Product and CompanySocial ResponsibilityTeam Trainerize Trainerize’s ECO Task Force on How YOU Can Reduce Waste

Today, we’re cleaning up our home base of downtown Vancouver! From 10am to 4pm today, we’re working our way through David Lam Park and the surrounding Yaletown neighbourhood (including our world-renowned Seawall!) to pick up trash and recycling.

All Trainerize team members are entitled to two paid volunteer days each year—and this clean-up day is one way team members can use their volunteer time! Our ECO task force hopes this event is a humbling reminder of just how much waste we all produce—and we want to inspire our team, our community, and our customers to build sustainable habits in our everyday lives. Plus, make our beautiful city more enjoyable for our community.

Globally, we generate 2.01 billion tonnes of municipal solid waste on an annual basis, according to the World Bank. At least 33% of that is not managed in an environmentally safe manner—and plenty ends up on the streets, in our parks, and in the ocean. Plus, lots of the waste we create on a global scale could be recycled, reused, or composted.

As a company we want to lead by example, give back to our community and bring awareness to how we can reduce litter and trash by making sustainable choices! To help you with your own efforts to be green, here are five ways you can reduce your own waste. 👇🏻👇🏽👇🏿

Four actionable ways to reduce waste:

Wants and needs are two different things. When you go to purchase, consider what purpose the item will serve. If it’s multi-functional, beautiful, and will last you years, then maybe a purchase is okay! But if it’s an impulse purchase, or purely ornamental, then think again.

Consider what you can repair, rather than replace. Consider what you can borrow, too! Think lending things to friends and getting books from the library. For gifts, try to give consumables and experiences—a bottle of wine (that can be re-used or recycled!), a gift card for a restaurant, or a trip to a museum.

Not only does less stuff mean less items in landfills and less packaging being produced, it also means less carbon emission from production.

During the pandemic, this one has been a bit tougher—but many coffee shops and restaurants are once again accepting customer cups and containers! When possible, try to eat in rather than take out dinner—and if you need to take out, ask if they will use your container! You can also ask for no bag, no utensils, and no extras—those soy sauce packets, for example, create waste. Use the sauces you have at home.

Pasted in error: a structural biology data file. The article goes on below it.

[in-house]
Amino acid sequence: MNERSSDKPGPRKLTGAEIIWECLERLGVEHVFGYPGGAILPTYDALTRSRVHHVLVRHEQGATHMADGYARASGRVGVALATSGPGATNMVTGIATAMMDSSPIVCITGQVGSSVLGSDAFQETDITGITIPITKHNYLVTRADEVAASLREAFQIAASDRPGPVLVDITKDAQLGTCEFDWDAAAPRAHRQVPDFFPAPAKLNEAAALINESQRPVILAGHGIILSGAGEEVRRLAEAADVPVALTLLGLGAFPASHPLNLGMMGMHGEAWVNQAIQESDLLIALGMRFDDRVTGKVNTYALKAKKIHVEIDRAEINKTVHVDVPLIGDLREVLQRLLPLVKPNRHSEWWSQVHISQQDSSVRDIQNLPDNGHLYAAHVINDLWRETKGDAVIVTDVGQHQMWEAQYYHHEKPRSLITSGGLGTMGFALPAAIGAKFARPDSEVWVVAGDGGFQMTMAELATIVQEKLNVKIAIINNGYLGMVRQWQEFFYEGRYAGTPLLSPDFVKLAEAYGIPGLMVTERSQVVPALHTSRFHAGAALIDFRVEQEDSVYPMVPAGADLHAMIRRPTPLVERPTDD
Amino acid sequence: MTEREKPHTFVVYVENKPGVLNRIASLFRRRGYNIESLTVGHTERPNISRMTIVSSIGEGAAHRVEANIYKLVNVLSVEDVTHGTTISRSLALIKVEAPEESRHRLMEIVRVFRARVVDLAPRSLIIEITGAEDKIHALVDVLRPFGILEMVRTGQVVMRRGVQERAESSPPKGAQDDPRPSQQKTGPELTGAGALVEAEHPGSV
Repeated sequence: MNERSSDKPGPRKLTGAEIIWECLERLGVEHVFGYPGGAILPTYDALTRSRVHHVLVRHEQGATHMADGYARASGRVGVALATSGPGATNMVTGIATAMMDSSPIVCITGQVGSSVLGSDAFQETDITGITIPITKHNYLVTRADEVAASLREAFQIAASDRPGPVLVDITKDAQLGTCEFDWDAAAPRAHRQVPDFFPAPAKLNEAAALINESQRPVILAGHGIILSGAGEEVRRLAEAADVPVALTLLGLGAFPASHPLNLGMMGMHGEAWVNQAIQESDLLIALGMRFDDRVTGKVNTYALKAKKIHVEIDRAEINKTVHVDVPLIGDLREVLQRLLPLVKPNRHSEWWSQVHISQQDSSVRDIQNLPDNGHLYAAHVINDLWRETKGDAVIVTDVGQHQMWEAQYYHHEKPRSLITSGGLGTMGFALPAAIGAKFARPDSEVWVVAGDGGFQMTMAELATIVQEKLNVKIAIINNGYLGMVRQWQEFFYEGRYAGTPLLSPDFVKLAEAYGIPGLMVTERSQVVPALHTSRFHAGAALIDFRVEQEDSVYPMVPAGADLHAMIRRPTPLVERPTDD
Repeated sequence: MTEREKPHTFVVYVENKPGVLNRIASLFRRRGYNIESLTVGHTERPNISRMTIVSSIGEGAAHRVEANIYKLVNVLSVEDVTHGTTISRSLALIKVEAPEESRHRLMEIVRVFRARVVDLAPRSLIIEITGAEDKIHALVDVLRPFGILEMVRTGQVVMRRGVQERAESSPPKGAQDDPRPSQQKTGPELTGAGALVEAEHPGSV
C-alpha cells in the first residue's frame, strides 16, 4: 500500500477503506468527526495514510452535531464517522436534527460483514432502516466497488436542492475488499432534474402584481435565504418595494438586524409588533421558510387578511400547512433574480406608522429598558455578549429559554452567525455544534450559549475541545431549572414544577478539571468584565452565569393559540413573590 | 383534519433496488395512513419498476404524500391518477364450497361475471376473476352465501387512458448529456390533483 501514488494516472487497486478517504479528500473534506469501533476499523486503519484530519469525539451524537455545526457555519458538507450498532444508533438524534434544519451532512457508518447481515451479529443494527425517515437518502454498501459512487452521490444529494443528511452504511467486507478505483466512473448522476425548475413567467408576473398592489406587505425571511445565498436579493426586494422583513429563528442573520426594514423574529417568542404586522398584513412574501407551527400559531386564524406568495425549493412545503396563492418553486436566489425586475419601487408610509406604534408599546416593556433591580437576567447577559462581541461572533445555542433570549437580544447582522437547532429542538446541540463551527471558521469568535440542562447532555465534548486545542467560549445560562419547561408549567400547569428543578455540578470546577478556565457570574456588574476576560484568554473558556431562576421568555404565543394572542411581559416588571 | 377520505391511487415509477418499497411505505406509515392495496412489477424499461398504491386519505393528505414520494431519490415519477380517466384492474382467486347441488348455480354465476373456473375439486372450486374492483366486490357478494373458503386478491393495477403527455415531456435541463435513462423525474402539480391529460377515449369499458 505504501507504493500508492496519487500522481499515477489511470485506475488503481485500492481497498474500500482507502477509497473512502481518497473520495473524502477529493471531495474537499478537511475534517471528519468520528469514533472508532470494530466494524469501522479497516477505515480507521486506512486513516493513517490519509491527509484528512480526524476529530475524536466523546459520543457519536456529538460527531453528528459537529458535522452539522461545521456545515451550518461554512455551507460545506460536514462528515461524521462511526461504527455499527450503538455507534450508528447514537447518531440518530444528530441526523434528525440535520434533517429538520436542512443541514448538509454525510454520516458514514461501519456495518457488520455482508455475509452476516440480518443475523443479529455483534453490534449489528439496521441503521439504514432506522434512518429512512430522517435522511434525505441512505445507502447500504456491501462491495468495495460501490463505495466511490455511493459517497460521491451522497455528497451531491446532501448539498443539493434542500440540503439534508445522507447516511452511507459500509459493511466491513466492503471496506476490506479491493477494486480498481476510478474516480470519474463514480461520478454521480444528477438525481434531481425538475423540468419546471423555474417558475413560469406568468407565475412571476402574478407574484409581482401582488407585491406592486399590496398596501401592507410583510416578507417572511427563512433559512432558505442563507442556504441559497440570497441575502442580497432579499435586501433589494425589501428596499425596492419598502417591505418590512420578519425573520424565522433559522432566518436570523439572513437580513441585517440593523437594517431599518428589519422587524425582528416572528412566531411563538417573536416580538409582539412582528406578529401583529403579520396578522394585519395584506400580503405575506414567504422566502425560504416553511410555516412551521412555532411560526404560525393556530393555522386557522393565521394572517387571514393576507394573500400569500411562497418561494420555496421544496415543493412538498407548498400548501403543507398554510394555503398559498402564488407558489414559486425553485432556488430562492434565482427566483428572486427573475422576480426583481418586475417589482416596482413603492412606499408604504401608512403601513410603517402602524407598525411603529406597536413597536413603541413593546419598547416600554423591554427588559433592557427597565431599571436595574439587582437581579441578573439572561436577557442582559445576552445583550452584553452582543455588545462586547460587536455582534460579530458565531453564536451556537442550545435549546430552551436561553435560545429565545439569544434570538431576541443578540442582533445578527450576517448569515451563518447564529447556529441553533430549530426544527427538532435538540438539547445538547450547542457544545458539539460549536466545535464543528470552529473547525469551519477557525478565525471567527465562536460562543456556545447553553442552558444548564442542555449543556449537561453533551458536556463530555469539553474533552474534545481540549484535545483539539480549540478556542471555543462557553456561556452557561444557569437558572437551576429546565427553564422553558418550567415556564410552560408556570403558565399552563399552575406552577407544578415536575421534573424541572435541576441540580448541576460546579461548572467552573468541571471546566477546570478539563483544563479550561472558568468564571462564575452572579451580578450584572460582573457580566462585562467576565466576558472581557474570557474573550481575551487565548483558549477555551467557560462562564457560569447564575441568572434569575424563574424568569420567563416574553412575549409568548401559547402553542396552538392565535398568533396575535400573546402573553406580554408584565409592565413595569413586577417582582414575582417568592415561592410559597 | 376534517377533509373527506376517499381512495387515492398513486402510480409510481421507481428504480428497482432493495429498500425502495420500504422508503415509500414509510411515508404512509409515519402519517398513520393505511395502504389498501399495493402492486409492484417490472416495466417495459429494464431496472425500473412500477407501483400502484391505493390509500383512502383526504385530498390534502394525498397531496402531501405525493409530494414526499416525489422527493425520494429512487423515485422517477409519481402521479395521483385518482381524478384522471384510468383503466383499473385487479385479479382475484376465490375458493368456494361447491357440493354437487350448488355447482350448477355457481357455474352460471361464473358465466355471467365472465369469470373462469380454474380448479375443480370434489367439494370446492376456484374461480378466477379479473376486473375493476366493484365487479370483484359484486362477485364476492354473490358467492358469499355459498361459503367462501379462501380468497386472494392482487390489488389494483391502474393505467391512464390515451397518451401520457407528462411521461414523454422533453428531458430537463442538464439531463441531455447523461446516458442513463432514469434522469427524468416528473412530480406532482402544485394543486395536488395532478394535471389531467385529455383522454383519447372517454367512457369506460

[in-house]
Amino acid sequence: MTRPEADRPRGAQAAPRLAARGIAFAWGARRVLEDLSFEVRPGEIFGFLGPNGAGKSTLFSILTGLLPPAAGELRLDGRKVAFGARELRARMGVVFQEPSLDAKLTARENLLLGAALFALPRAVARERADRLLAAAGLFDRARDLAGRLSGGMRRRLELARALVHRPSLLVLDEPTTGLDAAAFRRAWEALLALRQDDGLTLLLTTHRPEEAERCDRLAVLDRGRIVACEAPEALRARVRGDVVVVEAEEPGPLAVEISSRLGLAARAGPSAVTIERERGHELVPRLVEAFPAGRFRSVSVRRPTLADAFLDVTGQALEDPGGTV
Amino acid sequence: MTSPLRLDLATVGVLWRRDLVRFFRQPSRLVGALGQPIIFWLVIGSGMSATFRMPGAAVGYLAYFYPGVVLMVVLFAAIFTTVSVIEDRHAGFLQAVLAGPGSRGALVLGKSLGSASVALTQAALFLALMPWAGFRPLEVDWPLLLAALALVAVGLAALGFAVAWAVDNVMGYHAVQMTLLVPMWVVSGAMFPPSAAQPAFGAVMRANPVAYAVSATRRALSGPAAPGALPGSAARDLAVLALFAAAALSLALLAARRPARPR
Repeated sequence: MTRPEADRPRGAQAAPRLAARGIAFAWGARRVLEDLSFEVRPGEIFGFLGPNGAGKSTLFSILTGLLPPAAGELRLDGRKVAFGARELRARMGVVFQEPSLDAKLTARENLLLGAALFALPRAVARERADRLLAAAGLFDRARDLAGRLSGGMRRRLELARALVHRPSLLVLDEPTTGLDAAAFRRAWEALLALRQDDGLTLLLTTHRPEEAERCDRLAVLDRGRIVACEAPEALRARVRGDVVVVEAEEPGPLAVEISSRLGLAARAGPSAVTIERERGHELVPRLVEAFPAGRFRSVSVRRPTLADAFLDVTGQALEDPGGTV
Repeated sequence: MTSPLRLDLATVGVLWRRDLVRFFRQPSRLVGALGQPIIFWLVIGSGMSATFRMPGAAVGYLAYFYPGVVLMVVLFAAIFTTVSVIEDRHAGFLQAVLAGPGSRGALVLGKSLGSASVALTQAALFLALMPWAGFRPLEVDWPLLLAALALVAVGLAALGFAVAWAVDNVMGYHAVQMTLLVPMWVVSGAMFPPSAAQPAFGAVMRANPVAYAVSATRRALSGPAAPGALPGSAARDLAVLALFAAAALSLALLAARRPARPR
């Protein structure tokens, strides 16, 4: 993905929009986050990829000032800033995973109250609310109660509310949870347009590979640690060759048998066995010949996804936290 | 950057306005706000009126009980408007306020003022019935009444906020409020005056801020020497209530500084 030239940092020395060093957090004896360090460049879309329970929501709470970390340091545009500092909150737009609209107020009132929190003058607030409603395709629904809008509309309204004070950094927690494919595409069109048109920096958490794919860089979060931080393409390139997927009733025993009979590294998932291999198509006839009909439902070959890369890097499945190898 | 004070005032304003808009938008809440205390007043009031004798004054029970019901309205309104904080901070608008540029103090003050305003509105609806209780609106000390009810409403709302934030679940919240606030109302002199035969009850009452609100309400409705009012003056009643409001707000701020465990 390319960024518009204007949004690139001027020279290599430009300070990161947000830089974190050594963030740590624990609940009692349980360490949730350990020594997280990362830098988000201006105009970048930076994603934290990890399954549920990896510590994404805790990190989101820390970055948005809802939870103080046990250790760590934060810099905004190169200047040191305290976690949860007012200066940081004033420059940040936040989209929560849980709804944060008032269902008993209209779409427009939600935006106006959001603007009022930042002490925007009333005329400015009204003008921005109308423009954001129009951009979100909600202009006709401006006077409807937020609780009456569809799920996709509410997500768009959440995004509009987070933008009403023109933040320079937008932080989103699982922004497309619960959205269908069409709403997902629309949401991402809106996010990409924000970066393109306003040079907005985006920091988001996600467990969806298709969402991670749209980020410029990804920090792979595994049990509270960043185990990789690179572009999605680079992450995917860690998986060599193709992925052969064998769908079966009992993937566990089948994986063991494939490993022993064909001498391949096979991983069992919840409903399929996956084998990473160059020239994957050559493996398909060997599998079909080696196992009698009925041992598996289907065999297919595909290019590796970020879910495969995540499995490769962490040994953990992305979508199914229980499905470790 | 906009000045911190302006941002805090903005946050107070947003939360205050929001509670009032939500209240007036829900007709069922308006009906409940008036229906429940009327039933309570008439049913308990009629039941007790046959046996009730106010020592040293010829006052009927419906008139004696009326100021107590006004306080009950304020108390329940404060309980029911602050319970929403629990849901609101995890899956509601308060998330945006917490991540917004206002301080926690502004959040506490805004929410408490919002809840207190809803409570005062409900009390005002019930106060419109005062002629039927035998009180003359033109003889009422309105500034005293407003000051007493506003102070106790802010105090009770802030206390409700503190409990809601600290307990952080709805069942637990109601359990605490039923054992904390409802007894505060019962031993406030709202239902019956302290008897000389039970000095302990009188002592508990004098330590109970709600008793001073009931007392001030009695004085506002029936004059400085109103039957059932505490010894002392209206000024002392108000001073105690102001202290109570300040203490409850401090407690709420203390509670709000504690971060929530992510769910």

For coffee shops, bring your own mug—and always use your own water bottle. Although beverage bottles can be recycled, it’s better to reduce first—recycle second.

And at home—think twice before using paper towels, Lysol wipes, and napkins. Wouldn’t a rag do? Same goes for plastic wrap, bags, and tin foil.

In Vancouver, we’re fortunate to have curb-side recycling and composting services. If you don’t, then this one can be tougher!

Look for bottle drives where you can donate refundable cans and bottles to organizations to ensure they get recycled. Try to re-use containers when possible too—yogurt containers are great for leftovers, for example, and single-use plastic bottles can play double duty as ice packs for picnics. Always rinse your bottles and remove labels!

For composting, if you have the space, consider an at-home composting station to fuel your garden and flowerbeds! If you’re in the city and have curb-side options but hate the smell—try keeping your compost in the freezer until you’re ready to take it to the curb.

One human’s trash is another human’s treasure! When you’re done with an item, try to find a new home for it on Craigslist, Facebook Marketplace, or local Buy/Sell/Trade communities. Similarly, if you’re looking for a new item, try to buy used! Not only will you save on price, but you’ll also reduce trash, reduce packaging, and skip paying tax.

When possible, you can also prioritize waste-free purchases—things like farmer’s market produce (not in plastic and styrofoam), bulk grocery items (rather than pre-packaged), and use your own shopping bags.

Let’s do this! ✅

A more sustainable future is possible if we all follow these steps! Today is an amazing opportunity to get our team together and make a difference for our community—and this is just the start.

What do you think?